International - Written by on Monday, September 5, 2011 23:12 - 2 Comments

On the right TRACK: New UN anti-corruption tool

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Last week we were contacted by a reader to let us know that on 1 September 2011 the United Nations launched a new Web-based anti-corruption portal known as TRACK (Tools and Resources for Anti-Corruption Knowledge).

We’ve taken a look. Our reader highlighted the ‘legal library’ which provides a gateway to an electronic database of Convention-related legislation and information from over 175 States, systematized in accordance with the Convention’s requirements.

The portal is a useful aggregation tool (we have added it to our links page).

It will be interesting to see which (if any) of the 155 results which a search against Libya produces in the context of anti-corruption laws is used by the incoming government.

And therein lies the problem.

The site is an aggregation tool but could usefully use an overview, nothing too detailed, which explained the basic structure of the laws in each state to give the reader some sign posts for where to look in the haystack of information included in the database for the material readers need.

It is a puzzle (and not hugely helpful to the unfamiliar user) why the UK draft bribery act is referenced as well as the final Bribery Act in the search results that come back for the UK.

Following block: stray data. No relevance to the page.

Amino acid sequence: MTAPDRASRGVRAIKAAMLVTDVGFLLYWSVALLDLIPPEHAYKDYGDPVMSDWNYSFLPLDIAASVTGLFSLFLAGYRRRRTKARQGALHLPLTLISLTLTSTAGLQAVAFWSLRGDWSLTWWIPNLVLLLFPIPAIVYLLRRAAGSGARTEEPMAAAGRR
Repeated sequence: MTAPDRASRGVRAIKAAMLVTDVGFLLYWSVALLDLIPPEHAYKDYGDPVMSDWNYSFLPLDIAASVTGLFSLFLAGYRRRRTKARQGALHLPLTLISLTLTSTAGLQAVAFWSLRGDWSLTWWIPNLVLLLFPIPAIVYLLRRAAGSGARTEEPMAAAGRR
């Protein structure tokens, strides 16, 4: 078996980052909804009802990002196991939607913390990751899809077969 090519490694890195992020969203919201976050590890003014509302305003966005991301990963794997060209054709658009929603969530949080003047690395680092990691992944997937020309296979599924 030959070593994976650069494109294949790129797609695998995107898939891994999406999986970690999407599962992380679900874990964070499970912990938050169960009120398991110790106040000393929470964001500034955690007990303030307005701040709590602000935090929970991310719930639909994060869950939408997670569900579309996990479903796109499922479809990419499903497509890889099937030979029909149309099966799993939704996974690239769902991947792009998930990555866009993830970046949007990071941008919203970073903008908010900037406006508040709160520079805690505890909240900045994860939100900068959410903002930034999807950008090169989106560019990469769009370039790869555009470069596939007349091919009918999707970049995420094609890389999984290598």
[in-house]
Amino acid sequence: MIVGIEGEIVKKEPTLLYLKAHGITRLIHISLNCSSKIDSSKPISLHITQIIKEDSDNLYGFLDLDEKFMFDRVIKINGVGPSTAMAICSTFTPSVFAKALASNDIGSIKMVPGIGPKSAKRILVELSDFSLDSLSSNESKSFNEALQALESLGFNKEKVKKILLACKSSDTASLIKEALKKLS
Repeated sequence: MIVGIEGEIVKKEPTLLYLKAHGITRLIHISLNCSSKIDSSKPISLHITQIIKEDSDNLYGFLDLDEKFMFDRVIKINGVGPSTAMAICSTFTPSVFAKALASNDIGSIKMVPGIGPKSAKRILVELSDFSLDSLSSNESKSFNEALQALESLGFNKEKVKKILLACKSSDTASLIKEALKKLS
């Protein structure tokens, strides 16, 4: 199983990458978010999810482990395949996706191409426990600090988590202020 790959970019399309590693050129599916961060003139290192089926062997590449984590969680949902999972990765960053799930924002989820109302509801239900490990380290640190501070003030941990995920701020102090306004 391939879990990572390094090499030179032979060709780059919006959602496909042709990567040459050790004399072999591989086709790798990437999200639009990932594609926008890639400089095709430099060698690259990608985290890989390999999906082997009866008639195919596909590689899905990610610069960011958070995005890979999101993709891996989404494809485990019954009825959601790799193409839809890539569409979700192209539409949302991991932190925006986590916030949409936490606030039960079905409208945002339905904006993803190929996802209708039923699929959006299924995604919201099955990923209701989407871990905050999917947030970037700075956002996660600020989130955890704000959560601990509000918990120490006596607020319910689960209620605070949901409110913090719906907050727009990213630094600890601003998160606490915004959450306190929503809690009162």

The technology necessary to develop the blueprint for the initiative was provided by Microsoft Corporation as a pro bono contribution to the anti-corruption work of the United Nations. For any geeky types out there it would be great to take this aggregated data and distil it further.


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Weekly Roundup | i-Sight Investigation Software Blog
Sep 9, 2011 4:59

[…] On the right TRACK: New UN anti-corruption tool: Richard & Barry,, discusses a new web-based anti-corruption portal known as TRACK (Tools and Resources for Anti-Corruption Knowledge), which was launched by the United Nations. […]

Sep 9, 2011 19:39

Not really great. Perhaps the references to laws /acts have been picked up from public domain which may or may not have the authenticated information. There are a number of bloomers. There is a reference to COFEPOSA act (conservation of foreign exchange and prevention of smuggling activities act) with reference to the compliance of Article 12 of uncac by india. UNODC should write to indidual country authority requesting for authentication of information in the legal library. Other wise it will lead to misinformation as many could be referring to this database

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